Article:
When launched in 1980 at the Bay Shipbuilding yards in Sturgeon Bay, Wisconsin, this 1000'x105' monster self unloader was named COLUMBIA STAR and was owned by the Oglebay Norton Co. of Cleveland, Ohio. She can carry up 78,850 tons of cargo which may consist coal or talconite pellets and with her 260' boom, she can cast out her load at a rate of 10,000 tons per hour. In 2006 the STAR was sold to American Steamship Co. of Williamsville, New York and her name was changed to AMERICAN CENTURY. Just like fishing, snapping a big one like the CENTURY requires an abundance of patience and an understanding that some may get away to be caught another day. After being released from the lock, the AMERICAN CENTURY slowly but surely passed by the articulated tug and barge, JOYCE L. VANENKEVORT and GREAT LAKES TRADER, then motored past Cloverland Electric Power generation building towards a downstream destination.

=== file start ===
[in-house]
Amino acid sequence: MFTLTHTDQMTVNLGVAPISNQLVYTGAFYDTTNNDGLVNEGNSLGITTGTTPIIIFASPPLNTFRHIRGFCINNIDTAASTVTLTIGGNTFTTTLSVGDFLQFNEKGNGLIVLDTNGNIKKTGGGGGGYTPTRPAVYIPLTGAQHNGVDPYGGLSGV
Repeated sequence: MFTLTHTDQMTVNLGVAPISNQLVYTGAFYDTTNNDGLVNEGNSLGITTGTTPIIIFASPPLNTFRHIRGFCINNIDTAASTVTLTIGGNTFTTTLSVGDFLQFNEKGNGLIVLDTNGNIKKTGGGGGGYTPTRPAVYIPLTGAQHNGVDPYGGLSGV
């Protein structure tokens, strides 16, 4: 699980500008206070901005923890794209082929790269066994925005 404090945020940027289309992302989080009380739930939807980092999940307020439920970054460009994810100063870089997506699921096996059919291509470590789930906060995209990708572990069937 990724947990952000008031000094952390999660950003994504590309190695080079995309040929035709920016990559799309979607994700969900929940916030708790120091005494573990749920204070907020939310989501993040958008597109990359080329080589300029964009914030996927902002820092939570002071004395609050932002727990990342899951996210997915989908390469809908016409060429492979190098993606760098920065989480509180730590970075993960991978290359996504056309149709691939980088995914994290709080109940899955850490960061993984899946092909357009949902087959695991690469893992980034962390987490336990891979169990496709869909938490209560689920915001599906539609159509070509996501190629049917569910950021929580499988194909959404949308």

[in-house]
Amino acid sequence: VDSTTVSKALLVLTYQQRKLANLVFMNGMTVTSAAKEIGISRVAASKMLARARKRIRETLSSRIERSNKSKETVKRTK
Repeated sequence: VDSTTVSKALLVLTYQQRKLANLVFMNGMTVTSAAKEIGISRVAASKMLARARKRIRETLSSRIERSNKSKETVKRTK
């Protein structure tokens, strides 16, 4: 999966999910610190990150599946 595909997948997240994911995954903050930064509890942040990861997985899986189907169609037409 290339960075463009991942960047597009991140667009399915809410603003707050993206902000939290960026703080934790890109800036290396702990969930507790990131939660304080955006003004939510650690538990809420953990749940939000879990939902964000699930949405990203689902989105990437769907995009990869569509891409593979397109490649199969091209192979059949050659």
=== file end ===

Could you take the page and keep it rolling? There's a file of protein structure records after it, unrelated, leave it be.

Hey, if you're bored stiff one day with nothing to do, you can always check out the Lake Superior State University Fish Cam which is located at the eastern outport of the hydro dam at , or NOT!! c);-b

Friday 11 October 2013

Oil/Chemical Tanker SLOMAN HERMES

A little bit of fog was still hanging around yesterday morning as I snapped the 476' upbound oil/chemical tanker SLOMAN HERMES making her way to an empty Lock 3 on the Welland Canal really 'slow', man (pun intended). Just ahead of her though are the St. Catharines 'Garden City Skyway' and the Bridge #4 or formerly known when I was a kid as the Homer Bridge. In 1939, the Queen Elizabeth Way (QEW), Canada's first four-lane divided highway which runs from Toronto to Fort Erie, Ontario was opened and at the time the double-leaf rolling lift bridge in then Homer, Ontario managed the traffic adequately.
I suppose it was probably quite a nice drive back then but apparently as the population increased during the post World War II boom in the 1950's, so did automobile and truck traffic, and before long massive traffic bottle necks were created as hundreds of cars and trucks waited twenty minutes or more far too often for a ship to pass by. In 1963, the Garden City (St. Catharines' moniker) Skyway was opened which allowed traffic to make the 90 mile or so journey from Toronto to Niagara Falls, or Buffalo, New York via the Peace Bridge, more freely and faster, at least until the Ontario Provincial Police (OPP) became equipped with unmarked cruisers and radar guns. YIKES!! c):-(